Heterogeneous Corporate Responses to Climate Change: Empirical Evidence from China

Monday, 16 July 2018: 17:45
Oral Presentation
Yuan Zheng LI, Université Laval, Canada, Laval University, Canada
The largest greenhouse gas emitter with a fast-growing economy, China plays a vital role in low-carbon transition. Beijing has imposed regulations that require its industry achieving carbon emission reduction targets. Facing tougher environmental regulations, how did Chinese manufacturers respond to climate change? This communication seeks to offer empirical analyses of corporate responses through exploring the institutional capacity for mitigation with organizational and regional perspectives.

The conceptual framework integrates management and sociological theories, more particularly the Porter hypothesis and the ecological modernization theory. We apply the combined framework to analyze organizational shifts at the firm-level and at the meso-level by identifying efforts to curb climate change on the ground. A two-year survey (2013-2014) was conducted in over 100 firms in 15 industry sectors, including all key industries in the Pearl River Delta region, known as the “world factory”. In addition, our study used supplementary primary and secondary sources such as participant observation, interview and environmental audit report. By mixing quantitative and qualitative data, we gained corroboration and a more comprehensive understanding of climate-induced institutional changes.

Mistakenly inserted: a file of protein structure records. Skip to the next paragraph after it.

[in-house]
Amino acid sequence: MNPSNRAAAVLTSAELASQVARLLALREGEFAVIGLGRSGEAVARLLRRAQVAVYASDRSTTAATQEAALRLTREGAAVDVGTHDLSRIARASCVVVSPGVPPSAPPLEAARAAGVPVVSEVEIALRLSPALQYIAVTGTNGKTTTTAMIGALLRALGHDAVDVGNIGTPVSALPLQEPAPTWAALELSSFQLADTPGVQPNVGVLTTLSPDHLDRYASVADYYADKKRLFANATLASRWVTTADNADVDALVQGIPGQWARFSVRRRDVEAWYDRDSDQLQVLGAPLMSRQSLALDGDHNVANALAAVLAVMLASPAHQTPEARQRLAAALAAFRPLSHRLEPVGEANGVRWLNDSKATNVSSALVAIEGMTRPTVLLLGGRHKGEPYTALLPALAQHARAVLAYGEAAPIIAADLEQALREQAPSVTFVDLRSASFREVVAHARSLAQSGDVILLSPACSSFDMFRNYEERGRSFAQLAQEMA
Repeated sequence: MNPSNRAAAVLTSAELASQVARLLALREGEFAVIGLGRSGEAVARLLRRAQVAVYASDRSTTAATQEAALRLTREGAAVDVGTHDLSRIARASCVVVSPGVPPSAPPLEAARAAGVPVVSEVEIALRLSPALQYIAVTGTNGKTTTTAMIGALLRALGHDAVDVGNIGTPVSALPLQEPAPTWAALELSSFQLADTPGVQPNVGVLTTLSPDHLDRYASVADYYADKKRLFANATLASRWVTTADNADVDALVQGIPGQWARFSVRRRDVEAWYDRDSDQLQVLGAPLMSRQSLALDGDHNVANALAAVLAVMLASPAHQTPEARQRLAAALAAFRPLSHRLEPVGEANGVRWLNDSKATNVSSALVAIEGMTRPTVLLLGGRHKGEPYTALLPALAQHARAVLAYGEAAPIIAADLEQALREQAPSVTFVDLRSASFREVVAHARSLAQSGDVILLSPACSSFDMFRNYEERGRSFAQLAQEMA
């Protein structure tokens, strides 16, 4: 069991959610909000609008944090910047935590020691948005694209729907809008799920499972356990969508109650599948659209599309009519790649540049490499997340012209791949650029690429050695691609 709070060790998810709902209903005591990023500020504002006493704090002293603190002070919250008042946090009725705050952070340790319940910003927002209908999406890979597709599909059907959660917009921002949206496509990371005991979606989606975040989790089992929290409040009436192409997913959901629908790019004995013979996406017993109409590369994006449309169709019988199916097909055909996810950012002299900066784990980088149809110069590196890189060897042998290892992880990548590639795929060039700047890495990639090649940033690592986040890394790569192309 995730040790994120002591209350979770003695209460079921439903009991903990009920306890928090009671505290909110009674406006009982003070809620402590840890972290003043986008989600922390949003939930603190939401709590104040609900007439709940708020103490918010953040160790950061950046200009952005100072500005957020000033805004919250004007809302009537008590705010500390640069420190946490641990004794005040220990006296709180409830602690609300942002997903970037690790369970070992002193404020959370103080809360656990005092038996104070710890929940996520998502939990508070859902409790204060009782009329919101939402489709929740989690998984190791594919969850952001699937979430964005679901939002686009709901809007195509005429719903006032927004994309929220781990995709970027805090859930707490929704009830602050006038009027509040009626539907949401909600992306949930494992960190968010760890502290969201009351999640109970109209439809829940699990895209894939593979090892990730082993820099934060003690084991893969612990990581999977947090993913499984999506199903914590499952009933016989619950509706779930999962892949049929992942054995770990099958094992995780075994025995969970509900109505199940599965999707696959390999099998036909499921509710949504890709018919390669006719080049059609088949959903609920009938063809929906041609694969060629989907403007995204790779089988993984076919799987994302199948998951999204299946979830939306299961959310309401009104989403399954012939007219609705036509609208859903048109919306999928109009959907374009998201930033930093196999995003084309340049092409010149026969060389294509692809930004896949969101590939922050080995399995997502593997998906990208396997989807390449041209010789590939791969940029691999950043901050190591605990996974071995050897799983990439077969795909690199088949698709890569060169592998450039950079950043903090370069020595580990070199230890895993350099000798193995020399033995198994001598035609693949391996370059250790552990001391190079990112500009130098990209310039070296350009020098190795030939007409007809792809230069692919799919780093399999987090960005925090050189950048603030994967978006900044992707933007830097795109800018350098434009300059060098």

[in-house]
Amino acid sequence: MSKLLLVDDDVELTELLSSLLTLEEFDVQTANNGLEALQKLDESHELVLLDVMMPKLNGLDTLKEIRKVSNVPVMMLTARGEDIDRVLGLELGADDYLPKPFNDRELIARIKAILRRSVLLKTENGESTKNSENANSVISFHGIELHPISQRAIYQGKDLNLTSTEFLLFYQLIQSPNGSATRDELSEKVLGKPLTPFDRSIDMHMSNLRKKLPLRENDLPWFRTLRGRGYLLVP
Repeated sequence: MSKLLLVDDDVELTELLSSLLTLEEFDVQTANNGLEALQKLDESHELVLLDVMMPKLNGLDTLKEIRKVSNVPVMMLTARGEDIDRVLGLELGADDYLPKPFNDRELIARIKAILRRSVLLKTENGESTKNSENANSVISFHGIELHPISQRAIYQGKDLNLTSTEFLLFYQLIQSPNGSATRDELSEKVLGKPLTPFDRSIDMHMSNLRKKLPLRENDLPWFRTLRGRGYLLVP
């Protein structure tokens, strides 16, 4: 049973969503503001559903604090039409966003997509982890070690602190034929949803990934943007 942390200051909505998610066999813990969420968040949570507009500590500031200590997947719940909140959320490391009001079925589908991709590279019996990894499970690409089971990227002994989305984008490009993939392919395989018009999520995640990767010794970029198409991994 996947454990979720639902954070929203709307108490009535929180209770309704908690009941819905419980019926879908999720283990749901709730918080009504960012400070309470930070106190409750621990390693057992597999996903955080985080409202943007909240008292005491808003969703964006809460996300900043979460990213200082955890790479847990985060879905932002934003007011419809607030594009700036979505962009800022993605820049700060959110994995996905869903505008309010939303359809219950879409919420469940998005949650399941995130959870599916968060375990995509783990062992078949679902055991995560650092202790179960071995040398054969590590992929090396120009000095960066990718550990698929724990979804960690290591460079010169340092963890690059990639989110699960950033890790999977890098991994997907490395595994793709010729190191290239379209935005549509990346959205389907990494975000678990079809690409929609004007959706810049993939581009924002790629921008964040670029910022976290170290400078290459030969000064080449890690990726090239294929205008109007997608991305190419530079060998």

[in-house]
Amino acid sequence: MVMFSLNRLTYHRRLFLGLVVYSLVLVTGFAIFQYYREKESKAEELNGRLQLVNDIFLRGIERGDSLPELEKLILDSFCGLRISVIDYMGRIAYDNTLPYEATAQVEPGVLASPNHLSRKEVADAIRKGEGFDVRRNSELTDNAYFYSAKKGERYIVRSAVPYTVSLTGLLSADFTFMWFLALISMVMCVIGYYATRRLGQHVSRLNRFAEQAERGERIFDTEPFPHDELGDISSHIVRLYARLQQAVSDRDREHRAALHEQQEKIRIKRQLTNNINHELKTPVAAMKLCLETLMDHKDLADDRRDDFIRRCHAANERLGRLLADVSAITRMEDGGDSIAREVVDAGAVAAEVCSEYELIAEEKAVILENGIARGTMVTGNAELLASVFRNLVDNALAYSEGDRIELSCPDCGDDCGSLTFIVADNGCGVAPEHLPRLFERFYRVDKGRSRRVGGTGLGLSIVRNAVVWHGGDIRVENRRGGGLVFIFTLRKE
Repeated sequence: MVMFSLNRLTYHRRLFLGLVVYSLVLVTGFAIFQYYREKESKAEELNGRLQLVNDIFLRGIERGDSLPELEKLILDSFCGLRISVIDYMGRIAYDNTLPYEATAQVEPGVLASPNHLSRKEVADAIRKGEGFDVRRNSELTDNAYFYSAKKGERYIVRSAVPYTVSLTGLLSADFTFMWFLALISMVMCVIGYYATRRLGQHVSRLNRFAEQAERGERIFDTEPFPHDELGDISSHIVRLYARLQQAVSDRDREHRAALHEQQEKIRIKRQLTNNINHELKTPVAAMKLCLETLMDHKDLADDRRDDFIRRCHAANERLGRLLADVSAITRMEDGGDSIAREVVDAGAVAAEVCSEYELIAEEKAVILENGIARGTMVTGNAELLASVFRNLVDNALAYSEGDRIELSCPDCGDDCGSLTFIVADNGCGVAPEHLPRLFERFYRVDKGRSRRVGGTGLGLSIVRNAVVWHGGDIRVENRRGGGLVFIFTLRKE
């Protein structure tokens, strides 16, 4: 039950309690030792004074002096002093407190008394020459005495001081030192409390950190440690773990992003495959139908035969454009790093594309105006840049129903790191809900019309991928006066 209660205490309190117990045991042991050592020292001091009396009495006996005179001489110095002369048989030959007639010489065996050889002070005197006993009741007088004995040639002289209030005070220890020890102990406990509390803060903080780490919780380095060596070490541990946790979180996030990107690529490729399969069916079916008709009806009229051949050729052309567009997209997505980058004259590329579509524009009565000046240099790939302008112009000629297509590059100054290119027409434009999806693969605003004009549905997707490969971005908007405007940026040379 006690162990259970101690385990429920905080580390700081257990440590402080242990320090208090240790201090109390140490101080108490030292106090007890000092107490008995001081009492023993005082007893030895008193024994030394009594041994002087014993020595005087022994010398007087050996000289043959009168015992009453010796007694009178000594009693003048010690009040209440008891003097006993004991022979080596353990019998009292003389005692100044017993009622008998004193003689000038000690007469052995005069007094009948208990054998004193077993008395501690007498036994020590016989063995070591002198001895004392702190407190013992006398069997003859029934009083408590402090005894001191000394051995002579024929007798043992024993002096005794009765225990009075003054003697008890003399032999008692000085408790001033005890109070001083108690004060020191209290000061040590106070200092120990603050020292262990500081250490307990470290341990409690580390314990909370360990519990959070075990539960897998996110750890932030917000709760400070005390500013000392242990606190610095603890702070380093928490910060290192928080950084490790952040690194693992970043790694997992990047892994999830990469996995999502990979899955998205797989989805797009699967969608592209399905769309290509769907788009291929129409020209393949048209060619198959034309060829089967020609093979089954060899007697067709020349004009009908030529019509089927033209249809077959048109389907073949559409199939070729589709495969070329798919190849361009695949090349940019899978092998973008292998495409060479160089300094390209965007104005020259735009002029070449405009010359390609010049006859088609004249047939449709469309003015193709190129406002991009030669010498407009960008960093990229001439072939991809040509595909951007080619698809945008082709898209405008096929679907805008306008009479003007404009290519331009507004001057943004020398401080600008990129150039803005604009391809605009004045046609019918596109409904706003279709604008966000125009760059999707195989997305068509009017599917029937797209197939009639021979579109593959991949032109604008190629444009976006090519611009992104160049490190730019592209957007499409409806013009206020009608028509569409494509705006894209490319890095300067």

Chinese businesses responded heterogeneously to climate change under similar socio-political-economic context. Their capacities for mitigation vary depending on organizational characteristics such as size, sector and served market. The majority of the surveyed firms took various eco-efficiency measures. Larger energy-intensive companies and export-oriented firms tend to make more efforts to reduce their carbon emissions. Some of the participating companies introduced climate-friendly technologies through voluntary agreements. But very few of them undertook low-carbon innovation. Our findings supported to some extent the theoretical claims. Stringent environmental regulations may induce innovation to improve both economic and environmental performance. However, the win-win situation is most likely to occur in firms with strong environmental commitments, advanced innovative capacities and substantial financial resources.